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NH to halt use of Johnson & Johnson vaccine, days after Sununu’s shot

  • New Hampshire Governor Chris Sununu after getting his COVID-19 Johnson & Johnson single-dose vaccine shot on Saturday, April 10, 2021 at the New Hampshire Motor Speedway.

  • With his shirtsleeve rolled up and looking straight forward, New Hampshire Governor Chris Sununu gets ready for his Johnson & Johnson vaccine at the New Hampshire Motor Speedway on Saturday, April 10, 2021.

  • Cars line up at the New Hampshire Motor Speedway as people wait in line to be vaccinated on Saturday, April 10. 2021.

Concord Monitor
Published: 4/13/2021 5:38:44 PM
Modified: 4/13/2021 5:38:42 PM

CONCORD — Days after more than 10,000 doses of the Johnson & Johnson vaccine were doled out at the New Hampshire Motor Speedway — including to Gov. Chris Sununu — the state will temporarily stop administering the shots to comply with recommendations from federal health agencies.

The Centers for Disease Control and the Federal Drug Administration called for an immediate pause in the use of the Johnson & Johnson vaccine after six women developed a blood clot disorder shortly after receiving their dose. The adverse vaccine reaction still appears to be extremely rare, though severe — as of Tuesday afternoon, one woman from Nebraska had died from the clot and another woman was in critical condition. More than 6.8 million Americans have received the J&J vaccine without developing this blood clot condition.

“We are recommending a pause in the use of this vaccine out of an abundance of caution,” a joint press release from the CDC and FDA read.

New Hampshire administered tens of thousands of the shots at a mass vaccination site in Loudon this past weekend and 4,500 more at fixed sites across the state. No clot-related disorders have been identified in the state, said Jake Leon, a spokesman for the New Hampshire Department of Health and Human Services.

The temporary pause will not curb the state’s overall vaccination rollout, according to a statement released by the governor’s office Tuesday morning.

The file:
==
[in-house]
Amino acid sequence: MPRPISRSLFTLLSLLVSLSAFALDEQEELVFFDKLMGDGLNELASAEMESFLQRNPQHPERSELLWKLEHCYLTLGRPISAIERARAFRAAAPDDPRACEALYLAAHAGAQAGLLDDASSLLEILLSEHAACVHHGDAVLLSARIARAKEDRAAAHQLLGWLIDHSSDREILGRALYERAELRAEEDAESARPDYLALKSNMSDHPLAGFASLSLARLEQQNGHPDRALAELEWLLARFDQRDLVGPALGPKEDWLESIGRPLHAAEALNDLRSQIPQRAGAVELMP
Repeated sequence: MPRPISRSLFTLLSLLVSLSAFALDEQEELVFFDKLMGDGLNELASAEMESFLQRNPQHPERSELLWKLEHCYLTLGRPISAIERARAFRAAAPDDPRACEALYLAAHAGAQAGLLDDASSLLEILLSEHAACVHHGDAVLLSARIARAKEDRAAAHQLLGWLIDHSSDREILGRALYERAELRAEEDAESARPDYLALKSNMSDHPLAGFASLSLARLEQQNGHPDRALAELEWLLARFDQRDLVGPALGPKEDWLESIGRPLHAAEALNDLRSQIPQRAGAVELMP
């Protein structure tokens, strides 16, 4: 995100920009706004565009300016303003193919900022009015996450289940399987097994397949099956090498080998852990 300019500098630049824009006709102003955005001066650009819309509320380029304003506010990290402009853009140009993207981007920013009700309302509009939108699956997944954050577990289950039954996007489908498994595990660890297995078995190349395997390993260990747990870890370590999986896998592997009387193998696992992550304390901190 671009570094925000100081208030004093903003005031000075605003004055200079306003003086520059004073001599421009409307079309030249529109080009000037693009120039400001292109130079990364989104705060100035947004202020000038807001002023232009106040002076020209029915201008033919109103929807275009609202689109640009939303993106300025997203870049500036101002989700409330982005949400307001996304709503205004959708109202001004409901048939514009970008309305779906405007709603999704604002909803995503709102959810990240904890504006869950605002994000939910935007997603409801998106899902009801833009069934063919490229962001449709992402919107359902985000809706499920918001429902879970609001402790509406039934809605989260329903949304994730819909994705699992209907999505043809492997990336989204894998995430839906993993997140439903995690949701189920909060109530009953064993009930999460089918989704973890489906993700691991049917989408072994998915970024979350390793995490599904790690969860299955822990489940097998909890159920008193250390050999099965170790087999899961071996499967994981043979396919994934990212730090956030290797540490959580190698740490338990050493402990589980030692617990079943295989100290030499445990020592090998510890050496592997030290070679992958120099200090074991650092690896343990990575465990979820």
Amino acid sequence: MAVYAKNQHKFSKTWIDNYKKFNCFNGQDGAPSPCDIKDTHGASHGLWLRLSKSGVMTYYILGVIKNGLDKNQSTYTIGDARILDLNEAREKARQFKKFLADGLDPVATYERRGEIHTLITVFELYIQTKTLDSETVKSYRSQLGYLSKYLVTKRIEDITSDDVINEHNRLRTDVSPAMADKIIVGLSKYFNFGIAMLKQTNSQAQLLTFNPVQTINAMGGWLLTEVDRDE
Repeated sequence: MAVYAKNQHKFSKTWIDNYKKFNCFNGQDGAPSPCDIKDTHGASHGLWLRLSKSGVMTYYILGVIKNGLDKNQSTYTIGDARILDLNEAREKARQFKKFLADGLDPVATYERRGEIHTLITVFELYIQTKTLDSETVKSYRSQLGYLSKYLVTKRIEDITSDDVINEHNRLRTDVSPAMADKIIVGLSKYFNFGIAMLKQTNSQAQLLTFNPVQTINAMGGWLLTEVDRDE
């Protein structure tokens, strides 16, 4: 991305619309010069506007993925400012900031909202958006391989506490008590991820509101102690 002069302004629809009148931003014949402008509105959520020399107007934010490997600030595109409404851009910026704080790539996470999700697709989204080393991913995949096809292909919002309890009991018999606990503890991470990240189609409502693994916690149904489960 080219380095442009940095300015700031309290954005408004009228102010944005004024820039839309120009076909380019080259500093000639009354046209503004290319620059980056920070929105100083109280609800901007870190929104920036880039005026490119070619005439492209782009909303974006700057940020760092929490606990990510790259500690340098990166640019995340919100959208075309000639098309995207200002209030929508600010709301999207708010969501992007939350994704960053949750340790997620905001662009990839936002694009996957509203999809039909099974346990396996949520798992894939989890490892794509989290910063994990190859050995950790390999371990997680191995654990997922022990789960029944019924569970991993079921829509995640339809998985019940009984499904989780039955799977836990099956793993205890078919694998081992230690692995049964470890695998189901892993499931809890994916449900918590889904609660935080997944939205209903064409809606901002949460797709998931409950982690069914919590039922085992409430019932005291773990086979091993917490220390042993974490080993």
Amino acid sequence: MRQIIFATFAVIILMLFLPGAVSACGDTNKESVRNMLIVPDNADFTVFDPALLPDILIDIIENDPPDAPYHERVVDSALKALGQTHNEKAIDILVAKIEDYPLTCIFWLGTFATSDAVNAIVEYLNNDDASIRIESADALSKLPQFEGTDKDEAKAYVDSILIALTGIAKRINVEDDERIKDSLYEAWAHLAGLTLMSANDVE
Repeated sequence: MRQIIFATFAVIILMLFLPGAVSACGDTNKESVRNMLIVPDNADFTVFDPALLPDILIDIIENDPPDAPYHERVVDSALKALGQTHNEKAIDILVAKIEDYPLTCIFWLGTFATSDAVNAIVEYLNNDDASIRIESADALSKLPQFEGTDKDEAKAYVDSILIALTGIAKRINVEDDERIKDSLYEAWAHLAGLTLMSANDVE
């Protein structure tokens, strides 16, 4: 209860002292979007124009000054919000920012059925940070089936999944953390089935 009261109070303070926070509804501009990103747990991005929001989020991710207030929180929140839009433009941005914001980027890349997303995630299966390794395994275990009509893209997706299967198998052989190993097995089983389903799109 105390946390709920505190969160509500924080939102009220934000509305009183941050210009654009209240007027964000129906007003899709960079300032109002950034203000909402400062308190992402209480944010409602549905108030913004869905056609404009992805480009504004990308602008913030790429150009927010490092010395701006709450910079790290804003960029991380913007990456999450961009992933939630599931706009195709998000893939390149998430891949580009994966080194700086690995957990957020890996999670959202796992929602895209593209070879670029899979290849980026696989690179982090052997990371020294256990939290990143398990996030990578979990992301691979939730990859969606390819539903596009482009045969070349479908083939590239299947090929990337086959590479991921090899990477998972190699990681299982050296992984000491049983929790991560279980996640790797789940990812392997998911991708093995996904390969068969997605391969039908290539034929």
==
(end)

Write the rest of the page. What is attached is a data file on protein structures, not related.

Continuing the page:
“This news will not slow down New Hampshire,” Sununu said in a news release. “While the federal government has directed a brief pause in the J&J vaccine, the state is already working with our partners to ensure that they have an alternative supply of Pfizer or Moderna to help continue their efforts today.”

No state-managed fixed sites were scheduled to administer the Johnson & Johnson vaccine this week and health officials are working to replace the vaccine with Pfizer or Moderna doses as quickly as possible.

For example, several Walmart locations that were planning to administer Johnson & Johnson shots Tuesday were set to receive replacement doses by 1 p.m.

Though New Hampshire had a small stockpile of about 8,000 Johnson & Johnson vaccines, Leon said they can be safely stored in a refrigerator while safety concerns are reviewed until their expiration date in late June.

The state was already expecting fewer doses of the Johnson & Johnson vaccine in the coming weeks. During a news conference last week, Sununu said he expected 2,500 doses this week and 900 doses in the next couple of weeks.

Those who have already received the vaccine and experience a severe headache, abdominal pain, leg pain, or shortness of breath within three weeks of their vaccination should contact their health care provider. The women who experienced the blood clot disorder developed symptoms within two weeks of their shot.

It is not clear exactly how long the pause will last, though CDC officials said they expect it to be a matter of days. The two federal agencies will meet on Wednesday to evaluate the significance of these cases.




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